First Night: Ricky Gervais, Madison Square Garden, New York
Near-the-knuckle Gervais pushes US boundaries
By Julian Hall
Published: 21 May 2007
Outside New York's Madison Square Garden Theatre, ticket touts were having difficulties pronouncing Ricky Gervais's name. "Want tickets for Ricky Gerva?" they inquired, hesitantly. Inside, however, most people knew exactly who they had come to see and they hailed Ricky Gervais's live debut in the US accordingly.
The gig was given added impact by the presence of David Bowie in his role as curator of New York's High Line Festival, of which this performance was a part. Rather than merely introduce Gervais, Bowie supplied a comic turn by reprising the song he sang in Extras, the show that enhanced Gervais' US-appeal when it aired on HBO.
The response of the audience, (an audience that included Billy Connolly as well as a number of American comics), was justified as the 45-year-old comedian breezed through a show that was cannily put together using the best bits of his previous three stand-up outings: Animals, Extras and Fame. From the latter he took a number of blunt observations about fat people; for example that "obesity is not a disease" and that the problem for fat people is that "everything tastes good except salad", before noting: "You've got some proper fat people over here!"
Though he didn't repackage his previous output to cater for an American audience, some of Gervais's material took on an added frisson over here, such as his assertion that the Vietnam War was one of his favourite wars because it had the "best soundtrack".
Elsewhere he went near the knuckles of the audience with some graphic material, including his failsafe routine from Politics about a Terrence Higgins Trust leaflet issued at the height of the Aids scare which advises on all manner of bizarre ways to have safe gay sex. "That was warped man" one Italian-American said after the show, "I never knew he was like that."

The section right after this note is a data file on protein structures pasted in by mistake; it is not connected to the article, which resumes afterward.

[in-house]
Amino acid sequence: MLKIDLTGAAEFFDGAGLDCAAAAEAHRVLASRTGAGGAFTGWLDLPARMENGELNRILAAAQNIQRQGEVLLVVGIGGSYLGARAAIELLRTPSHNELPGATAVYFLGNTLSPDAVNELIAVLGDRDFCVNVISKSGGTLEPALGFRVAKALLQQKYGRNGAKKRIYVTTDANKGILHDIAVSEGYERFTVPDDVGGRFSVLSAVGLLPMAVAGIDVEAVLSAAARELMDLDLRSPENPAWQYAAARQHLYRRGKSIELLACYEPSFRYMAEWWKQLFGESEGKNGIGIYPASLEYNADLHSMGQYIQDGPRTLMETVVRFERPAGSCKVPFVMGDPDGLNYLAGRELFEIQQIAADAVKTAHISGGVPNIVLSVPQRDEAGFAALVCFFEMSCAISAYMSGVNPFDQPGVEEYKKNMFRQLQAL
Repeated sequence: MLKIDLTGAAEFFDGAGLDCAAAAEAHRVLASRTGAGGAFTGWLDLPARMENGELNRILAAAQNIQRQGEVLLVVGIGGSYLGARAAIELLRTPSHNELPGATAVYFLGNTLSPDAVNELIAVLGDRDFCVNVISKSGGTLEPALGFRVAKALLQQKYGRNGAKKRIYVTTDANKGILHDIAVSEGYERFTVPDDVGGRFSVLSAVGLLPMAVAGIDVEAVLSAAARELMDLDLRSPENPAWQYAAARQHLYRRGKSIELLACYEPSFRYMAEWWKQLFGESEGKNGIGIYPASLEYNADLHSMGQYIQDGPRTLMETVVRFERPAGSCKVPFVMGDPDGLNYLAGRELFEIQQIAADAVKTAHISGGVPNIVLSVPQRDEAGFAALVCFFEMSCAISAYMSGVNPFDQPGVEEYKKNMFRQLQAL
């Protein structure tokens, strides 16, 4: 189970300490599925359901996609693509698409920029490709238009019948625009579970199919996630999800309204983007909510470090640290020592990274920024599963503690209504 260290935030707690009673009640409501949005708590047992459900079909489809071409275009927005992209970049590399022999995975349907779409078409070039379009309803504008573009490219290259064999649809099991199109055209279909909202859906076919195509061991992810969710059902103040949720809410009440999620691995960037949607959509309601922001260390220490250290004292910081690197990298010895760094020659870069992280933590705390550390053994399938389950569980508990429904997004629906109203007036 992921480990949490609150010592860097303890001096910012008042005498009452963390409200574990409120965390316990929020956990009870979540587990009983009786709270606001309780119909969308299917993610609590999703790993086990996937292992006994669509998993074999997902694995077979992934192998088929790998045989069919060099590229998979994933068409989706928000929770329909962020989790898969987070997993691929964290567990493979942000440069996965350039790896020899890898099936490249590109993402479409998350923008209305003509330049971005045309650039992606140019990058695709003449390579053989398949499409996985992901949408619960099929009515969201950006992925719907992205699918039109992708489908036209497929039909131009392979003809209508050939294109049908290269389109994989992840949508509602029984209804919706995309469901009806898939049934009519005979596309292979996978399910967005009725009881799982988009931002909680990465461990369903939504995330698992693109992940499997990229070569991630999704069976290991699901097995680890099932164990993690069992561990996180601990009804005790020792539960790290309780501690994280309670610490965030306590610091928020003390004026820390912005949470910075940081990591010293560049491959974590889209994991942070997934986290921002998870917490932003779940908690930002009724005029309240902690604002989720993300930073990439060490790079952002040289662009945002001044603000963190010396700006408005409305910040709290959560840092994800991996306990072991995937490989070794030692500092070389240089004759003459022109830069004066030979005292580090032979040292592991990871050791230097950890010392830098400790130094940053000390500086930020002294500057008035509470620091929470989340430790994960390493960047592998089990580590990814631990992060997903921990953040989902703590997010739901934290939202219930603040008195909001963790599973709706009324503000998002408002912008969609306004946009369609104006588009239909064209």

Now that Gervais considers being in New York as "almost like coming home", there will no doubt be further opportunities for the city, and eventually elsewhere in the US, to acclimatise to his lurid wit. Going straight to the upper echelons of live venues for a debut could be seen as something of a risk if things had fallen flat, but the choice of material sent people home happy and their impression of him, be that from Extras or from The Office, seemed positively reinforced.
In the UK, there is a feeling that Gervais's ubiquity is finally provoking something approaching a backlash - although if this is so, it's not stopping him playing potential record-breaking venues such as the MEN Arena in Manchester. Whatever the strength of the argument that Gervais is suffering from over-exposure, a new front is clearly wide open in the US where he has already been welcomed with open arms by his idols, including Matt Groening of The Simpsons and the comic actor Christopher Guest.
It seems only logical given both the veneration he has given to these and other US comedians, such as Larry David and Garry Shandling, and the scepticism he has shown towards British comedy output, that Gervais would develop his special relationship with the US.--excerpted from The Independent.
This article is odd, in that it's meant to be a review but seems to spend a lot of time putting forth opinions- even the quote from the "Italian-American" who attended the show seems...kind of stagey? Chosen because it's catty? I can't quite put my finger on what it is, there's just something that unsettled me about the tone to some degree.
Anyway it was an amazing show and, while I didn't get to talk to Ricky (as if asking someone to sign your book of scripts and then blathering how much you admire him is to be considered "talking") just being in the same place at the same time was simply awe-inspiring. Here's to having idols.